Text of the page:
Long Family of Wiltshire

500 years of history

Pedigree Charts

In 1878 William Long M.A., F.S.A, privately published five large pedigree charts based on various documented sources, extensively researched by genealogist and antiquary Charles Edward Long in 1828. These are labelled Tab I, II, III, IV & V, and contain hundreds of names, some going back to the fourteenth century.

The compilation of the family tree had been no easy task, not only because the name of Long was common in Wiltshire, but also because so many intermarried with their cousins to secure and consolidate their estates. The accuracy of the pedigrees is partly due to C.E. Long's access to the archives of the College of Arms, allowed him by his uncle by marriage, Lord Henry Molyneux Howard, Deputy Earl Marshal.

Because of the Longs' close marital entanglements, each chart may contain some names which appear on other charts. Where this is the case, to follow that line of descent a note is made; for example: (vide Tab IV).

Potential Connection to Other Counties

Some lines appear to end abruptly because no burial could be identified conclusively. Where this is the case it is possible that person left Wiltshire and may have started a family line elsewhere. One example of this is Richard Long (Tab II), son of James and grandson of Henry Long, clothier of Whaddon (1510-1558). Richard is to be found in Chichester, Sussex. His son Richard junior was gentleman waiter to Ludovick Stewart, Duke of Richmond and Lennox. This much we know from the pedigree, but what C.E Long apparently didn't discover was that Richard had a son Francis (b. circa 1624). The Duke's widow Frances wrote in her will in 1639: "I give to Richard Longe 100 poundes and twenty poundes to binde out ffrank his Sonne an apprentice if I doe not in my life time"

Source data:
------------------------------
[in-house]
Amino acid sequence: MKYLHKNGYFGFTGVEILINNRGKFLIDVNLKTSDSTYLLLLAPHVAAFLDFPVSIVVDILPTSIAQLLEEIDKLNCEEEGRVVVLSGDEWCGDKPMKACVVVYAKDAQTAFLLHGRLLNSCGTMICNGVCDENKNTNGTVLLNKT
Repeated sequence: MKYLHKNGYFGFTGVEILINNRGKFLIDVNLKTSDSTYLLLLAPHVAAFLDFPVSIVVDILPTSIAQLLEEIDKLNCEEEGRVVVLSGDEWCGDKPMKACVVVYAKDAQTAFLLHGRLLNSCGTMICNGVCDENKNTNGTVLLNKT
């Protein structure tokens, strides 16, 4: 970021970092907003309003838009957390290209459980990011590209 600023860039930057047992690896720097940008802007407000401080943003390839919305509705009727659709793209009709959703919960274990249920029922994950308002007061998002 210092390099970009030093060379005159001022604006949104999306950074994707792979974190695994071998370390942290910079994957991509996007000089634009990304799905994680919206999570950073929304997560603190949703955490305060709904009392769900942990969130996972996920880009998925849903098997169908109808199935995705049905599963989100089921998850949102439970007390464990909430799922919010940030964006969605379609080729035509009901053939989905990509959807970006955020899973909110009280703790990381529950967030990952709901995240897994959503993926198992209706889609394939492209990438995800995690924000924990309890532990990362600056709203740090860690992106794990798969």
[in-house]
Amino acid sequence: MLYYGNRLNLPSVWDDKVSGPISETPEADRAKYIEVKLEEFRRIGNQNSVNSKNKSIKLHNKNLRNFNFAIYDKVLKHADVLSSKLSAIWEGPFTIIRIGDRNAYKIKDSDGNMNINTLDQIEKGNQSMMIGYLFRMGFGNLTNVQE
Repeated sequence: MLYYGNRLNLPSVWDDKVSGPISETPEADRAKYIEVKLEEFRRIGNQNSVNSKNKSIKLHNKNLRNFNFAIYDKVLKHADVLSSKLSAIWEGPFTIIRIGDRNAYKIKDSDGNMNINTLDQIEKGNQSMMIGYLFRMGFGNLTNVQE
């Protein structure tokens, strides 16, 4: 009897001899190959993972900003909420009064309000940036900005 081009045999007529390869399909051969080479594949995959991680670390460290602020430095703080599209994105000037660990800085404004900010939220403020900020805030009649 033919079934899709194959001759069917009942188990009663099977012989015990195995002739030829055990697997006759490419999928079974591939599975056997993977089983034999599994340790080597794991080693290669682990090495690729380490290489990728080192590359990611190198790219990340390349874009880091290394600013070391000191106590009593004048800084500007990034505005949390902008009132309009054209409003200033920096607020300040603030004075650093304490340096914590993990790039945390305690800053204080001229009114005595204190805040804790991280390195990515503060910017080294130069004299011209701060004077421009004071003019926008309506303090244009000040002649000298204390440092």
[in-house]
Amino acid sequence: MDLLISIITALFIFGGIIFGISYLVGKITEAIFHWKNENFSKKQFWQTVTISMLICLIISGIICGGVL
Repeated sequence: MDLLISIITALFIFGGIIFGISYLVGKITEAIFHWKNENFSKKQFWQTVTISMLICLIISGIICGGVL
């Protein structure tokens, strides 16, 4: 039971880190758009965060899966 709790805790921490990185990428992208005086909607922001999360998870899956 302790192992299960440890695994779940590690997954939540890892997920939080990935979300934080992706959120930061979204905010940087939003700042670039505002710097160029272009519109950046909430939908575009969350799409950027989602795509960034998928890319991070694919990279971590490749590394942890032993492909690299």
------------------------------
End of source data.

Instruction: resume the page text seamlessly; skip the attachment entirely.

Many Longs are named in the parish registers of Trowbridge, Wiltshire, and it is likely that several of these are children of William Long, an innkeeper there. William was also a grandson of Henry Long, clothier of Whaddon, and he names several daughters, grandchildren and two of his sons, William and Walter in his will. Again, none of these are mentioned on the pedigree. This therefore raises the possibility of other unidentified links and the continuation of a line in not only Wiltshire, but also other counties and countries, particularly America in which the early Longs had an interest.


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Long of Wraxall, Draycot Tab I


Long of Semington, Trowbridge, Whaddon, Monkton, Beckington, Stratton, Downside Tab II


Long of Semington, Potterne Tab III


Long of Melksham, Rood Ashton, Baynton, Wootton Bassett  Tab IV


Long of Preshaw Tab V